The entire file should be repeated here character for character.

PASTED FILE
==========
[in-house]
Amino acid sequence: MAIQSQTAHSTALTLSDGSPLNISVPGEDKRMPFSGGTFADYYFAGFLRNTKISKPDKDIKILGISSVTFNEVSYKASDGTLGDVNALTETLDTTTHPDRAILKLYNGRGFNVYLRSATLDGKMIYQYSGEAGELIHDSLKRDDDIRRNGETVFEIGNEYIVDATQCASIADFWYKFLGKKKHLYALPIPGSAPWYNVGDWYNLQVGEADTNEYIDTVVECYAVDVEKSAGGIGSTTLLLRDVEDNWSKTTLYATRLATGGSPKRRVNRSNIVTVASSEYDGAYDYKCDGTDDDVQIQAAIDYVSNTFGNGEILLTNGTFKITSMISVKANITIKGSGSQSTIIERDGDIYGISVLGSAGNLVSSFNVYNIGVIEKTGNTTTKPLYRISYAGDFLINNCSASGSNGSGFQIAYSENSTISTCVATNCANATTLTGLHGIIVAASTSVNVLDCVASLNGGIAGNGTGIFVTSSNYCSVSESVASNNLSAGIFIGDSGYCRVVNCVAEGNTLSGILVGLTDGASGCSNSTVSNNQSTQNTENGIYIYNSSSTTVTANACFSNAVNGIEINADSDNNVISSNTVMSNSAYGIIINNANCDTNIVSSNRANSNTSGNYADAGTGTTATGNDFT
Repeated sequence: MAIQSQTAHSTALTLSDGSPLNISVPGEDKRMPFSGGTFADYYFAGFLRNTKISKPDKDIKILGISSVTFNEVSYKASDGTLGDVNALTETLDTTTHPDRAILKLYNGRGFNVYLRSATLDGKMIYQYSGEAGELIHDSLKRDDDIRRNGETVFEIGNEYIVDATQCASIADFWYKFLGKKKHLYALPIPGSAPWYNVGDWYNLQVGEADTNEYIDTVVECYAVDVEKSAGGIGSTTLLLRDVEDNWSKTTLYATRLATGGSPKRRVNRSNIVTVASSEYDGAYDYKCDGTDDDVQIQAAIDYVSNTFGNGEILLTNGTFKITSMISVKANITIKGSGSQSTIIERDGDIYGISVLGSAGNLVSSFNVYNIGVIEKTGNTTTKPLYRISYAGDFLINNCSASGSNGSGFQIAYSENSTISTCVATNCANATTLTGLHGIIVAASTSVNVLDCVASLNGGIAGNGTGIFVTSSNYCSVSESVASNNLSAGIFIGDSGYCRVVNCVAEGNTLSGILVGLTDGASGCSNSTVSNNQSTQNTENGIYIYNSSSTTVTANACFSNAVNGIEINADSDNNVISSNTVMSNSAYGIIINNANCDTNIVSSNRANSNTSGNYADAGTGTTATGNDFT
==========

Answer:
[in-house]
Amino acid sequence: MAIQSQTAHSTALTLSDGSPLNISVPGEDKRMPFSGGTFADYYFAGFLRNTKISKPDKDIKILGISSVTFNEVSYKASDGTLGDVNALTETLDTTTHPDRAILKLYNGRGFNVYLRSATLDGKMIYQYSGEAGELIHDSLKRDDDIRRNGETVFEIGNEYIVDATQCASIADFWYKFLGKKKHLYALPIPGSAPWYNVGDWYNLQVGEADTNEYIDTVVECYAVDVEKSAGGIGSTTLLLRDVEDNWSKTTLYATRLATGGSPKRRVNRSNIVTVASSEYDGAYDYKCDGTDDDVQIQAAIDYVSNTFGNGEILLTNGTFKITSMISVKANITIKGSGSQSTIIERDGDIYGISVLGSAGNLVSSFNVYNIGVIEKTGNTTTKPLYRISYAGDFLINNCSASGSNGSGFQIAYSENSTISTCVATNCANATTLTGLHGIIVAASTSVNVLDCVASLNGGIAGNGTGIFVTSSNYCSVSESVASNNLSAGIFIGDSGYCRVVNCVAEGNTLSGILVGLTDGASGCSNSTVSNNQSTQNTENGIYIYNSSSTTVTANACFSNAVNGIEINADSDNNVISSNTVMSNSAYGIIINNANCDTNIVSSNRANSNTSGNYADAGTGTTATGNDFT
Repeated sequence: MAIQSQTAHSTALTLSDGSPLNISVPGEDKRMPFSGGTFADYYFAGFLRNTKISKPDKDIKILGISSVTFNEVSYKASDGTLGDVNALTETLDTTTHPDRAILKLYNGRGFNVYLRSATLDGKMIYQYSGEAGELIHDSLKRDDDIRRNGETVFEIGNEYIVDATQCASIADFWYKFLGKKKHLYALPIPGSAPWYNVGDWYNLQVGEADTNEYIDTVVECYAVDVEKSAGGIGSTTLLLRDVEDNWSKTTLYATRLATGGSPKRRVNRSNIVTVASSEYDGAYDYKCDGTDDDVQIQAAIDYVSNTFGNGEILLTNGTFKITSMISVKANITIKGSGSQSTIIERDGDIYGISVLGSAGNLVSSFNVYNIGVIEKTGNTTTKPLYRISYAGDFLINNCSASGSNGSGFQIAYSENSTISTCVATNCANATTLTGLHGIIVAASTSVNVLDCVASLNGGIAGNGTGIFVTSSNYCSVSESVASNNLSAGIFIGDSGYCRVVNCVAEGNTLSGILVGLTDGASGCSNSTVSNNQSTQNTENGIYIYNSSSTTVTANACFSNAVNGIEINADSDNNVISSNTVMSNSAYGIIINNANCDTNIVSSNRANSNTSGNYADAGTGTTATGNDFT